Comment


            • #51
              Originally posted by pegasus View Post
              The Air Safety Institute have some interesting case studies on YouTube many of which relate to bad weather and VFR into IMC......The human factor.
              Yes.

              They usually make perfect sense sitting in front of the computer.

              Not sure they mean much sitting in front of an instrument panel when things go different than planned.

              I am very certain I will never make a mistake like that, because I'm doubting I'm ever going to make an instrument flight. I did screw up a couple months back at a 2-way stop with compromised lateral visibility and a speeding, possibly texting driver.

              Les règles de l'aviation de base découragent de longues périodes de dur tirer vers le haut.

              Comment


              • #52
                I have made plenty of ITO's in corporate aircraft from uncontrolled airports. I have also made at least 20 in the 74 out of HSV late at night after the control tower had closed at 2300 lcl. As 3WE said, either a telephone call to FSS or more often a call to the Center on VHF on the ground, will give you a clearance with a "be off the ground by" time. Not a big deal. I am still waiting for acknowledgement of any de-ice/anti-ice procedures performed or requirements for the flight. The aircraft in question is certified for and equipped for single pilot IFR and flight into known icing.

                Comment


                • #53
                  Originally posted by BoeingBobby View Post
                  I have made plenty of ITO's in corporate aircraft from uncontrolled airports. I have also made at least 20 in the 74 out of HSV late at night after the control tower had closed at 2300 lcl. As 3WE said, either a telephone call to FSS or more often a call to the Center on VHF on the ground, will give you a clearance with a "be off the ground by" time. Not a big deal. I am still waiting for acknowledgement of any de-ice/anti-ice procedures performed or requirements for the flight. The aircraft in question is certified for and equipped for single pilot IFR and flight into known icing.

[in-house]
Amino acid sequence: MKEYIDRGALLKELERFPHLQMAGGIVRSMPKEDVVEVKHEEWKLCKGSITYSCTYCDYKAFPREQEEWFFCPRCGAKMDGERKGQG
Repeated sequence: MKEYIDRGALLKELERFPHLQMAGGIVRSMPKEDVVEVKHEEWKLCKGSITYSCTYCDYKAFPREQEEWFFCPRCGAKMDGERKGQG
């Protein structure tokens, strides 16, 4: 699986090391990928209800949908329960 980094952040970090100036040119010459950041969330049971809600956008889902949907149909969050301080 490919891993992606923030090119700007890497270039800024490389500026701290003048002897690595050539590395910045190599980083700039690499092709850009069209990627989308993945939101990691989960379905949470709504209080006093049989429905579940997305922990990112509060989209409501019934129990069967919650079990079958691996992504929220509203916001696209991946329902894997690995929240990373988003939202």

The PC-12 has de-icing boots for flight into icing, but we’re talking about pre-flight de-icing. How well was it done? Was it done wrong? Was it done inadequately to make that “off the ground by” window?

                  Comment


                  • #54
                    Originally posted by Evan View Post

                    The PC-12 has de-icing boots for flight into icing, but we’re talking about pre-flight de-icing. How well was it done? Was it done wrong? Was it done inadequately to make that “off the ground by” window?
                    Again I ask, where is the reference to it being needed or done? You keep talking about de-ice/ anti-ice and have given no indication of either.

                    Comment


                    • #55
                      It also has a PT-6 for power, hence engine inlet heating. I don't know what it has for windshield, bleed air or electric. But one more time, it very well may be that is was not necessary.

                      Comment


                      • #56
                        Now in the Randazzo simulator, I think they all happen at once! But that's only a guess because I have never seen a Randazzo simulator.

                        Comment


                        • #57
                          Originally posted by BoeingBobby View Post
                          Again I ask, where is the reference to it being needed or done? You keep talking about de-ice/ anti-ice and have given no indication of either.
                          National weather service reported light snow and roughly 1/2 mile visibility and "the media" mentioned "blizzard-like conditions".